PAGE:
Social media isn’t easy. It takes effort and is rarely a quick fix for anything. It requires a lot of one-on-one conversations, and we weren’t always staffed or able to engage with everyone who reached out to us. The problem of scale is real. When you are using social as more than a broadcast channel, holding conversations and responding requires a lot of trust from leadership, as well as a deep understanding of the platforms by those responding.

Social media never turns off and the expectation is that people will receive a response immediately. Candidates may send messages on weekends and into the night, and may get annoyed when they don’t get a response right away.

Additionally, merging a personal account with a professional persona raises questions around ownership of contacts and ultimately changes how someone can use the platforms now that they are representing the company.

Certain roles have also proven to be far too difficult to recruit using social. Not all operations people are using the platforms we are on to find their next role. While social has worked for many of our roles, traditional job boards and other “old school” tactics still need to be incorporated into our holistic strategy.

Trying new sites on the always expanding social media landscape will drain time. Some efforts will lead to nothing because an app dies. Anytime you are investing in a platform, there is a possibility of being wiped out by changes to that platform, which can be frustrating with little recourse available. For instance, organic reach on Facebook has plummeted over the years, causing us to look at other networks to reach talent.


Most audiences live on social in one way or another, in niche networks as well as the larger traditional networks. Figure out where your ideal audience lives, and then spark a conversation.

Most marketers will tell you that social media is the long game. It doesn’t drive instant success and your job listing will most likely not go viral. But by asking for the sources that our candidates found through us in interviews and talking to current employees who are on our team, we’ve established that social works for both a discovery tool and as a place for candidates to learn more about us. Authenticity and showing the people behind the brand will lead to success.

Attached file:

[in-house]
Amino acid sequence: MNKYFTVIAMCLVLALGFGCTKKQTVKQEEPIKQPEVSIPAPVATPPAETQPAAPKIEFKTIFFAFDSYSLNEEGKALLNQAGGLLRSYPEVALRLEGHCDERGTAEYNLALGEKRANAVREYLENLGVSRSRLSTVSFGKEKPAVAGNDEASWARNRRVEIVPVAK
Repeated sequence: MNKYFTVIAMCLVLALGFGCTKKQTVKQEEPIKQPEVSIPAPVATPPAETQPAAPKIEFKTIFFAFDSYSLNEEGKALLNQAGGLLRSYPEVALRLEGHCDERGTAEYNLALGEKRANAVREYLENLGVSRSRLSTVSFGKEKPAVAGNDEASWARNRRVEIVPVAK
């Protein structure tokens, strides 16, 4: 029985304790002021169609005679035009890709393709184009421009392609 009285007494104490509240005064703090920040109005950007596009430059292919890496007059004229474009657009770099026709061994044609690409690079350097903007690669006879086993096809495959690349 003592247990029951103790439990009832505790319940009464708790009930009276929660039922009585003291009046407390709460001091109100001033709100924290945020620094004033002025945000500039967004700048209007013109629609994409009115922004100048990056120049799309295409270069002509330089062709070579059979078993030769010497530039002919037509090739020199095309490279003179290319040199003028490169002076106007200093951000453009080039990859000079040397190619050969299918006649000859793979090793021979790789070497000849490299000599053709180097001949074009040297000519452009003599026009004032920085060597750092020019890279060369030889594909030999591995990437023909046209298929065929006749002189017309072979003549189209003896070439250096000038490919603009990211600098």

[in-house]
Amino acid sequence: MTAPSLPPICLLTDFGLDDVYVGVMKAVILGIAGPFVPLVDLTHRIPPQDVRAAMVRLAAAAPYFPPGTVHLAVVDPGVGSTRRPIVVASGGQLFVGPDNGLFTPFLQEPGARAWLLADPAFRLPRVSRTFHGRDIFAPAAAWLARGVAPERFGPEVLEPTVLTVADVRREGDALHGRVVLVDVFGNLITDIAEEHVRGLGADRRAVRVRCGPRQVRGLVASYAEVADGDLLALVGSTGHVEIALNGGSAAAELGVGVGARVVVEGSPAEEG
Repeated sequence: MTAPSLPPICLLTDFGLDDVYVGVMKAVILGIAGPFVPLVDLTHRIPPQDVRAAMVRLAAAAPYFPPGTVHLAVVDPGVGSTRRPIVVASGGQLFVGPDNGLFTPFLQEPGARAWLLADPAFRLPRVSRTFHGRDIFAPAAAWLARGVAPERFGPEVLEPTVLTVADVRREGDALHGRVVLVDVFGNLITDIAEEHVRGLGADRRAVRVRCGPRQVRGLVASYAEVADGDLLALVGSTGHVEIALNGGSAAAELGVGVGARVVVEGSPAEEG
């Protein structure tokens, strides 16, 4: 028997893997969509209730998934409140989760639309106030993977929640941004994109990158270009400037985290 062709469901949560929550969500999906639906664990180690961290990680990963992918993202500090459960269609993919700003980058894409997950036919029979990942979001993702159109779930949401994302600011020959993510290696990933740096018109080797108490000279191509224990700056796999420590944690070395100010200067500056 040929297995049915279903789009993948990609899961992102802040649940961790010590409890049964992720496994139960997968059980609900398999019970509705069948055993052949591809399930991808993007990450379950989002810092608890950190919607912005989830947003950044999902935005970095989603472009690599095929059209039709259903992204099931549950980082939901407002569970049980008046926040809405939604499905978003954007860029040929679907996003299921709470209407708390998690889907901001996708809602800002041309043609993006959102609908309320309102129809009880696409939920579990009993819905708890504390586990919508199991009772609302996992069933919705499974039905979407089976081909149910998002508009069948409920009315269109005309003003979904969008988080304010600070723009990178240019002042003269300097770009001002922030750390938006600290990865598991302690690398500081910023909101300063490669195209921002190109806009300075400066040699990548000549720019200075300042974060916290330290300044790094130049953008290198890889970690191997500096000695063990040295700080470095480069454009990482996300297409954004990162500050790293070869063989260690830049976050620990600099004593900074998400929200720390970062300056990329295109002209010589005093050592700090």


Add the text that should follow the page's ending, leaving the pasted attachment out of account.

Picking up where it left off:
Candidate experience and interaction is paramount when using social media. If someone has a great experience that is unique and personal, they will share that, even if they don’t get the job.

Talking at people and broadcasting won’t work. You need to actually practice a give and take mentality and have conversations with your audience. If every post and interaction is motivated by your needs, people will quickly become bored and you will just fall under the “noise” category.

Facebook ads are a tremendous tool to combat the dip in organic traffic, and their targeting goes way beyond the capabilities of other platforms. You can target candidates through employers, interests, job titles and education levels in amazing ways. The platform is also very consumer-centric with fewer limits on creativity. Likeable Media and our clients have seen amazing results from Facebook's new Canvas ads and carousel ads.

Talking and broadcasting can often be the default because they are much easier tasks. But if you really want to grab someone’s attention, liking their tweet or sharing their message can be the best way to get them to give you a second glance. Building that credibility over time will lead to results. Follow people in the industry and engage. You will stand out by going a little bit further.


LinkedIn Recruiter , Jazz (Formerly The Resumator), Snapchat, Twitter, Facebook, Facebook Ads, Instagram, LinkedIn, Foursquare, Blog